Gateway to Presence:
If you want to go deeper with today’s meditation, take note of what word or phrase stands out to you. Come back to that word or phrase throughout the day, being present to its impact and invitation.

Christena Cleveland, Disunity in Christ: Uncovering the Hidden Forces That Keep Us Apart (InterVarsity Press: 2013), 20-22.

Image credit: Pure Diversity (detail), Mirta Toledo, 1993. Art Collection of TCU University, Fort Worth, Texas, USA.

Did Jesus Say….?

From Brian McLaren:

For many people, to be Christian only one thing matters: correct beliefs. Based on the priorities of many Christian leaders and institutions, we might conclude that Jesus said, ‘By their beliefs you shall know them,’ or ‘This is my command, that you believe the right doctrines,’ or ‘Behold, a new systematic theology I give unto you.’

Or that Paul said, ‘Though I speak in the tongues of men and of angels, but have not the right theory of atonement, I am a noisy gong or clanging cymbal.’

Or that James said, ‘True religion is this: to have the right concept of spiritual authority.’

Or that John said, ‘God is a doctrine, and those who have the correct beliefs know God and abide in God.’

(pp.21-22 – The Great Spiritual Migration)

[A fantastic book – well worth having a copy of your own.]

 

Shine in the Darkness

Christians “shine” when the light, life, and love of God reflects through them into the world. Judging other beliefs and other behavior give way to a sense of belonging together in the love of God. Here’s my sermon from Sunday – the notes – and a link to the audio.

 

TEXT: “How to Really Shine”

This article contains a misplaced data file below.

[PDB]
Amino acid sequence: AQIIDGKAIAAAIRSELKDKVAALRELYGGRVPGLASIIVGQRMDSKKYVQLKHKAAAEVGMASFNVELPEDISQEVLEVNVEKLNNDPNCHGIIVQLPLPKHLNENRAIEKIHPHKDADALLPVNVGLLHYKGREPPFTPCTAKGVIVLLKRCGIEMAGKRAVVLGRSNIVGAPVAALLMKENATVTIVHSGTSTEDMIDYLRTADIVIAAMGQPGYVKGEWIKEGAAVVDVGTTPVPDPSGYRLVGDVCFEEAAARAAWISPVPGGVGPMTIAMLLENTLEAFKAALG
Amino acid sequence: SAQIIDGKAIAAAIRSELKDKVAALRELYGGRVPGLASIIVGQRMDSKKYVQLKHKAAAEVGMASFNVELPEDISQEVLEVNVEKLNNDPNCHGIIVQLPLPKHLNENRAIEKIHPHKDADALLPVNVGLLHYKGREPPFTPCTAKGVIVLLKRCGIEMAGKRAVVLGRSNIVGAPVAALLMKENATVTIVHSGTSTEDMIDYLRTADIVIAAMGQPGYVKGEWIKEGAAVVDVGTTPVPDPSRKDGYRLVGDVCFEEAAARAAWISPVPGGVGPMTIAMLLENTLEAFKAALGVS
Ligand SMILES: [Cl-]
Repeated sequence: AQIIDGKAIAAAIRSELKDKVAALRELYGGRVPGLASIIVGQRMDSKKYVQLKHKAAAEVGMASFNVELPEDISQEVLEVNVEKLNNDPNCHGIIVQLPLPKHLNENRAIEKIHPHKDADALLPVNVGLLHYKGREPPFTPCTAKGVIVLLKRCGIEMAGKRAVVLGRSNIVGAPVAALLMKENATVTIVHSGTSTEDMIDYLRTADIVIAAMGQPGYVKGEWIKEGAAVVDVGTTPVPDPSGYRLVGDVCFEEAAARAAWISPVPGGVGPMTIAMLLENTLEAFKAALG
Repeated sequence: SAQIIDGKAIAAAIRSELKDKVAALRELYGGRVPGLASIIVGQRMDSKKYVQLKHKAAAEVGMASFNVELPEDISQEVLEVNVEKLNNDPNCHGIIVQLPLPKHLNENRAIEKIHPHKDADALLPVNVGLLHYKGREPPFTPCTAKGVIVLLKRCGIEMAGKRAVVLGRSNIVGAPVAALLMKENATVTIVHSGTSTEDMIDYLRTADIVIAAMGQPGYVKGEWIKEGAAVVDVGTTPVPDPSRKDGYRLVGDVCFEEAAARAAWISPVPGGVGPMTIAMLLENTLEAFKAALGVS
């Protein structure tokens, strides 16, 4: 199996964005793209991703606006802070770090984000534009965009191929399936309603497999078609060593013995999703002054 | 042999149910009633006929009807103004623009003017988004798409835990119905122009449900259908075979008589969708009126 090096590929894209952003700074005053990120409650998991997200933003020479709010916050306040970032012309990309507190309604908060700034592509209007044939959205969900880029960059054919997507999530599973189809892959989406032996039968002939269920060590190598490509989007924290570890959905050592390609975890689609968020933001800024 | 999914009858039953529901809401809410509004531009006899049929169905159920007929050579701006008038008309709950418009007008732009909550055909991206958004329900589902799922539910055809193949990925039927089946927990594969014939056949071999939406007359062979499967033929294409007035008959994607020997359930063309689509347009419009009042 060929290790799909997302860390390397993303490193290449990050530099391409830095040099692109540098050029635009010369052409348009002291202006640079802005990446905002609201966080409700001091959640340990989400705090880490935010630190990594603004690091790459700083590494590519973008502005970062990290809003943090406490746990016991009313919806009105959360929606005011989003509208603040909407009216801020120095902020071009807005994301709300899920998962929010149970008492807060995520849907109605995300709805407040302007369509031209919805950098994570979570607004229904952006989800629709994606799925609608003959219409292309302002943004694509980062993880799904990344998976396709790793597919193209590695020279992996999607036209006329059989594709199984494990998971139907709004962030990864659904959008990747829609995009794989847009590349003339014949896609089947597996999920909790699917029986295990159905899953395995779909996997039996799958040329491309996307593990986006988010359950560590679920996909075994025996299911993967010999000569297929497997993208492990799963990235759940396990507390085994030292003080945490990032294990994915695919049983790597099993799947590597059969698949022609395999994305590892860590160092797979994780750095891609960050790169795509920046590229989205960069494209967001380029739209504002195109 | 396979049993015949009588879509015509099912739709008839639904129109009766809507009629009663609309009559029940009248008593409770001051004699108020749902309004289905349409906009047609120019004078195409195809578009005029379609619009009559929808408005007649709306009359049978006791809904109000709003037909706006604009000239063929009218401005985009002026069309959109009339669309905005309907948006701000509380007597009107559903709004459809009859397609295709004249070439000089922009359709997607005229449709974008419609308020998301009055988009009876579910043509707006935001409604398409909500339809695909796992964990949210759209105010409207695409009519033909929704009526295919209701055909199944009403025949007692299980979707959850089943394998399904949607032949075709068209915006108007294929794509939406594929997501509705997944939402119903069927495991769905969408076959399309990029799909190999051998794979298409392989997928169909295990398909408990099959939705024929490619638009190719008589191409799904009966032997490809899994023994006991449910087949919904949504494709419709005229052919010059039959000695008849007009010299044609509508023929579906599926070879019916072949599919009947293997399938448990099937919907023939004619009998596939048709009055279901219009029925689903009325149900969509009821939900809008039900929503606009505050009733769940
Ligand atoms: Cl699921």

TITLE: Exodus 34:29-35   
THEME: To glorify God is to really shine in the midst of darkness,  death, and fear.

Introduction

  • As a teen and young adult, I was embarrassed by my face. It certainly was not “radiant.” It did not shine – although I tried hard to do that. … I had severe acne as a teen, black heads and all, and it left pock marks (which you could still see today if I shaved my beard. )J – I never felt that my face could “really shine.”
  • Little children sometimes have shiny faces, radiant, beaming at us. We describe people in love that way at times. – Our stories today speak of both Moses and Jesus that way. … Moses’ face was radiant. And the appearance of Jesus’ face changed, it says, and then says his clothes were dazzling white.  – Radiant, dazzling, brilliant – full of shining light. – Moses and Jesus knew how to really shine. J

 Scripture

  • Moses had been in God’s presence, talking with God, receiving from God what the people needed to know. God had told Moses who he was – compassionate and gracious, slow to anger, abounding in steadfast love and faithfulness – a description heard throughout the Psalms and the Prophets and revealed in the words and actions of Jesus. – Wherever God is present, we experience compassion and grace, love and faithfulness. No wonder Moses was radiant and came off the mountain “really shining.”